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Saturday, February 19, 2022


Celebrating the longed-for revival of live music-making in our community, the KZN Philharmonic Orchestra is proud to announce details of its new Summer Season. This launches in The Playhouse Opera in Durban on February 24 at 19h00, with the German-born maestro Bernhard Gueller conducting three works by Beethoven, Bruch and Brahms.

Concerts take place at 19h00 in the Playhouse Opera Theatre on February 24 and March 3, 10 and 17. 

(Right: Hyeyoon Park & Bernhard Gueller)


February 24:

Bernhard Gueller, conductor

Hyeyoon Park, violin

Beethoven: Leonore Overture No. 3, Op. 72b

Bruch: Violin Concerto No. 1, Op. 26 in g minor

Brahms: Symphony No. 2, Op. 73 in D Major

Few composers - Mozart aside - achieved both symphonic and operatic greatness in equal measure. Beethoven, perhaps the most idolised of all composers, was no exception. His one lasting contribution to the world’s operatic stage, originally named Leonore, underwent rigorous changes before attaining its final heroic identity as Fidelio. Each revision saw the birth of a new overture. Of these, the mighty Leonore Overture No. 3 soon went on to find a permanent home on the world concert stage. It stands here as an uplifting curtain raiser to this evening’s exhilarating event.

The internationally acclaimed young Korean violinist Hyeyoon Park takes centre-stage as soloist in a performance of Max Bruch’s much-loved g minor Violin Concerto, another work which had a protracted gestation before claiming its place in the world’s core symphonic repertoire. Maestro Gueller ends the evening on a joyous note with Johannes Brahms’s richly rewarding Second Symphony. Composed in 1877 while Brahms was spending the summer at the lakeside town of Pörtschach on Lake Wörth in southern Austria, the beautiful work is often dubbed “Brahms’ Pastoral Symphony.” Its creation marked a sharp contrast to the protracted birth of the composer’s dark-hued first symphony which took years on the drawing board. Indeed, his second Symphony’s composition flowed swiftly from Brahms’s pen, its characteristics infused with the dappled sunlight and exquisite natural beauty of the Austrian Alps.  

(Left: Boris Kerimov & Bernhard Gueller)

 March 3:

Bernhard Gueller, conductor

Boris Kerimov, cello

Mozart: Eine kleine Nachtmusik, K.525 

Schumann: Cello Concerto, Op. 129 in a minor

Mozart: Symphony No. 39, K. 543 in E-flat Major

Returning to the podium on March 3, Bernhard Gueller ushers in his second programme with one of Mozart’s most emblematic works, the Serenade K.525, Eine Kleine Nachtmusik. Universally admired for its lively, joyful quality and its memorable melodies, the famous work was written for an ensemble of two violins, viola, cello and double bass, but is usually performed by string orchestras. The serenade was completed in Vienna on August 10, 1787, while Mozart was working on the second act of his opera Don Giovanni. Today, it retains strong claims to being the most widely performed and recorded piece in the entire Mozart oeuvre. Of the music, the critic Hildesheimer wrote, “Even if we hear it on every street corner, its high quality is undisputed, an occasional piece from a light but happy pen.”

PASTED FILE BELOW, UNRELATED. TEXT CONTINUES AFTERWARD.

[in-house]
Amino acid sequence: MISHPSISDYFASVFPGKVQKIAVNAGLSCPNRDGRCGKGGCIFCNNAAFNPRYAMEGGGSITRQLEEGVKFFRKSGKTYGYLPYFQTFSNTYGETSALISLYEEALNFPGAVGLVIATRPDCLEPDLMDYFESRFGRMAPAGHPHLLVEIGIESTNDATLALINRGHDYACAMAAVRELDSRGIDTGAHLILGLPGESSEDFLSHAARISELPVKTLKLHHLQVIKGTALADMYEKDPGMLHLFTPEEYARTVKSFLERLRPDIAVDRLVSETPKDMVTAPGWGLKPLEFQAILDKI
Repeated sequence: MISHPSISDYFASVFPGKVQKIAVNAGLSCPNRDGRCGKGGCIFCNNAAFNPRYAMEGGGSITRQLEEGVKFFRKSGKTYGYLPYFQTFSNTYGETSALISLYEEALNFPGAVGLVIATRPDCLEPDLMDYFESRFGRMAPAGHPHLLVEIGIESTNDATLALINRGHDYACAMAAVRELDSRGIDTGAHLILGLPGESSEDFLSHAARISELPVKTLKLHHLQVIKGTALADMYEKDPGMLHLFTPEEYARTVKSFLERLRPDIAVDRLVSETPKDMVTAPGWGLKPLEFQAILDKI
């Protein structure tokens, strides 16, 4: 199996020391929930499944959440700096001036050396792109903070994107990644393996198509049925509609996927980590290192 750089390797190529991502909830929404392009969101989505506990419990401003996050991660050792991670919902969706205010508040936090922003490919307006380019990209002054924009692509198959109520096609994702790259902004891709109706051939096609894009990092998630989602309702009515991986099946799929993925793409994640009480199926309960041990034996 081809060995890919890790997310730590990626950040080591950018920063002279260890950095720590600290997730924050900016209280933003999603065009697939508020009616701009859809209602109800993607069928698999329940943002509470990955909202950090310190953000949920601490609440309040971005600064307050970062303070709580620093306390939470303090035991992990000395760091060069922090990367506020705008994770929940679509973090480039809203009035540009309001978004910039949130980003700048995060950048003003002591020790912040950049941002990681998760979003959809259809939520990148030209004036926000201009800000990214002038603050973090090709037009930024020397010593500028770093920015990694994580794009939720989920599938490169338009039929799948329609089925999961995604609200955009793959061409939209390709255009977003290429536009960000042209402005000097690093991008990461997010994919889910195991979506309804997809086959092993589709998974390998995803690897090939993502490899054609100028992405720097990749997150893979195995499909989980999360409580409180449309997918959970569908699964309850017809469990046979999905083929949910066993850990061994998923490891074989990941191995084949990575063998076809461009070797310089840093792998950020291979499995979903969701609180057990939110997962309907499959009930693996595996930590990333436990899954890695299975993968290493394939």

Filling out the first half of the programme, Boris Kerimov is the evening’s soloist in Schumann’s Cello Concerto in a minor. A late work in the German Romantic master’s canon of orchestral works, this is considered one of his more enigmatic pieces due to its unorthodox structure, the length of its exposition, and the transcendental quality of the opening as well as the intense lyricism of the second movement. Indeed, Schumann’s inscription on the autographed score carries the title Konzertstück (concert piece) rather than Konzert (concerto), which suggested he intended to depart from the traditional conventions of a concerto from the outset.

Maestro Gueller brings the evening to a close with Mozart’s Symphony No. 39. One of the three towering symphonic masterworks – along with its famous g Minor and “Jupiter” siblings - that crowned the great Austrian composer’s symphonic oeuvre, the E-flat Major symphony is an inspired work whose warm, autumnal characteristics are offset by a dazzling display of contrapuntal wizardry, and a miraculous feat of writing in which the composer seamlessly conceals his art.


(Right: Roelof Temmingh Jr & Lyk Temmingh)

 March 10